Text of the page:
Dogs and crates; exercise pens, chairs, grooming tables, tack boxes, coolers, pooper scoopers, tote bags, bowls, containers of food and water, sunshade, tent, pocketbook, suitcases, camera bags, agility equipment, obedience jumps, and goodness knows what else. These items and more are routinely transported in the vans, cars, trucks and SUV's of those of us who participate in dog-related activities. In addition to their utilitarian function, almost all of the above can be turned into something else: a lethal weapon.
Recently I was following a thread on one of the internet discussion groups I belong to, and one writer recounted an accident she had experienced on the way home from an event. Her point was not that she had walked away unscathed, but that what helped save her from injury was that everything in her van was securely tied down.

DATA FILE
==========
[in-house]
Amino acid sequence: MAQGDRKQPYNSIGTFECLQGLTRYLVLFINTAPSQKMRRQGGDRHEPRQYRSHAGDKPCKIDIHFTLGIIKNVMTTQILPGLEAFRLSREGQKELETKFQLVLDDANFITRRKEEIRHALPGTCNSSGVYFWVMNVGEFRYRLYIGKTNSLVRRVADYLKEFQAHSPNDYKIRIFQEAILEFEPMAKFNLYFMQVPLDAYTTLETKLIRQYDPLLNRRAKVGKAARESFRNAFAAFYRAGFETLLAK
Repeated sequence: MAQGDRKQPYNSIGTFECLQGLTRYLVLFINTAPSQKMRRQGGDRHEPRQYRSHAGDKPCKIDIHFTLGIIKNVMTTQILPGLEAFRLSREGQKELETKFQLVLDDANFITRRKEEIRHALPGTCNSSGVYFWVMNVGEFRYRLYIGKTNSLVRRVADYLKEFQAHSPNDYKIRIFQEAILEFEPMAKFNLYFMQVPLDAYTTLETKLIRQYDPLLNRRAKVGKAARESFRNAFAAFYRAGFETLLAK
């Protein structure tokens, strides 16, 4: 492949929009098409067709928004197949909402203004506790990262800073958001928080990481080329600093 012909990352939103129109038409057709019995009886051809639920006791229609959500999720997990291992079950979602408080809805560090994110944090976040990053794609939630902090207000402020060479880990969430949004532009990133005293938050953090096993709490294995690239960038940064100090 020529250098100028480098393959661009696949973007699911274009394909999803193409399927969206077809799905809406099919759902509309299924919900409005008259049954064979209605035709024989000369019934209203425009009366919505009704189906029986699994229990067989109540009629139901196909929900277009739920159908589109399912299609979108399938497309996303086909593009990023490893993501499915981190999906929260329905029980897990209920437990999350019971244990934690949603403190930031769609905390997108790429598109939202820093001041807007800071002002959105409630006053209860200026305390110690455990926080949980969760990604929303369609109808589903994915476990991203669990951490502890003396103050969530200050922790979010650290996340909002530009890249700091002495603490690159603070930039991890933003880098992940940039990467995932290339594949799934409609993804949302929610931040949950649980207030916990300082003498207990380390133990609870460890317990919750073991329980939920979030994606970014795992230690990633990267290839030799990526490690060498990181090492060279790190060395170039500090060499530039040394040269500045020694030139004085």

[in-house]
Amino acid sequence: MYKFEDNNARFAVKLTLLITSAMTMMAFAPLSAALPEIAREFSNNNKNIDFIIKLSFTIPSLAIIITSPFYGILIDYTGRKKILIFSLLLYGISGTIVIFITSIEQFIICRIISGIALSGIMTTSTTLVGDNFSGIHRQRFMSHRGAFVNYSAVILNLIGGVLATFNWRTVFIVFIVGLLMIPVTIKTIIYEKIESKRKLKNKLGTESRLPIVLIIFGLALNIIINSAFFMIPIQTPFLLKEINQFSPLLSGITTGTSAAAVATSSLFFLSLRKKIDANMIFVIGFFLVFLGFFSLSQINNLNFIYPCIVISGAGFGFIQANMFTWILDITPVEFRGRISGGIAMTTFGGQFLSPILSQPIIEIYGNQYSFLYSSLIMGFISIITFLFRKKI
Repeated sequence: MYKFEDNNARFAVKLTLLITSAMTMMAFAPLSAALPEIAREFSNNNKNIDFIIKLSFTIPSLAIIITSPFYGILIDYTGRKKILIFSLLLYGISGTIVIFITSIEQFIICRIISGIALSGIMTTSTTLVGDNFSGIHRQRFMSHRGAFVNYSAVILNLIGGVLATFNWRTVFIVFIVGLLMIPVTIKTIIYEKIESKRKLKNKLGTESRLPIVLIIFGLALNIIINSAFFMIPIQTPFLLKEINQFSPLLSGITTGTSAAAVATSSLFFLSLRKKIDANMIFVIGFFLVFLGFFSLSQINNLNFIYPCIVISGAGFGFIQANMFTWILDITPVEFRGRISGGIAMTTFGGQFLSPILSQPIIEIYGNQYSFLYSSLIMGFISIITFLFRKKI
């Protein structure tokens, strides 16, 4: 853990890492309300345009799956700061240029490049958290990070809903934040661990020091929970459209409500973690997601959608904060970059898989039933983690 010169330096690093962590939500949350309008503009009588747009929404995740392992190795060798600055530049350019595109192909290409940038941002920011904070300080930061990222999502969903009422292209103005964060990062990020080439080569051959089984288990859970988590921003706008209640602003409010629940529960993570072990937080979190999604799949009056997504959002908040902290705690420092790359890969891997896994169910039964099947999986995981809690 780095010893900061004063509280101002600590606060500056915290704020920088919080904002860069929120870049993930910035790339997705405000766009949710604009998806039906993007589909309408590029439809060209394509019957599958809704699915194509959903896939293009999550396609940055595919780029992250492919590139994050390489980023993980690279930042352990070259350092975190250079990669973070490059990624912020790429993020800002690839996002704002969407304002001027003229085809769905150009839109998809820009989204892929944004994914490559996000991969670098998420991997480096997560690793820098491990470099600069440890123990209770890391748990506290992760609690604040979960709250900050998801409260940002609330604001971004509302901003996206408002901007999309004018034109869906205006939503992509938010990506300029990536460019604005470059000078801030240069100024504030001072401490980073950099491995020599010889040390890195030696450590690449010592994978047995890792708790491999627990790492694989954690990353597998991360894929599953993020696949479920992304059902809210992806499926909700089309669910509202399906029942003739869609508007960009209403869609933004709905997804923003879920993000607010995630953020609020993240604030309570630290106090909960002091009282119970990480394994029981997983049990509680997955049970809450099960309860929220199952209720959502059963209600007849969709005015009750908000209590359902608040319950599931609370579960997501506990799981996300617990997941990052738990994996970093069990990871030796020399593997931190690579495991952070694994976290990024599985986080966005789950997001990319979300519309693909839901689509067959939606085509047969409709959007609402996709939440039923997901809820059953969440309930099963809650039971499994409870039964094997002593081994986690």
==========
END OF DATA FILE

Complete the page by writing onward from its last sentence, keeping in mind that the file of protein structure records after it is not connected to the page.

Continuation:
I don't know about the rest of you, but when I am traveling to a show or event, I'm usually pretty organized and everything goes in its place in my van often the night before. On the way home, though, when I'm apt to be tired (and thus more likely to have slower reaction time and be more at risk for an accident) I often put the dogs securely in their crates and just toss everything else in willy-nilly. My reasoning is that I want to get home as soon as possible and I'll have all week to put things back where they belong.
What this is, however, is a recipe for disaster. If the vehicle you are driving comes to a sudden stop, anything not tied down and secured can become a missile. Whether it hits you or a passenger, or slams into a crate and injures a dog, getting hit by flying objects within the car can do as much or more damage than the accident itself.
It's worth it to take a few extra moments to use bungee cords, tarps, and built-in storage space to make sure that the entire contents of the vehicle are securely anchored.
ANTIC, March, 2006
Back to Articles Index
Back to Home Page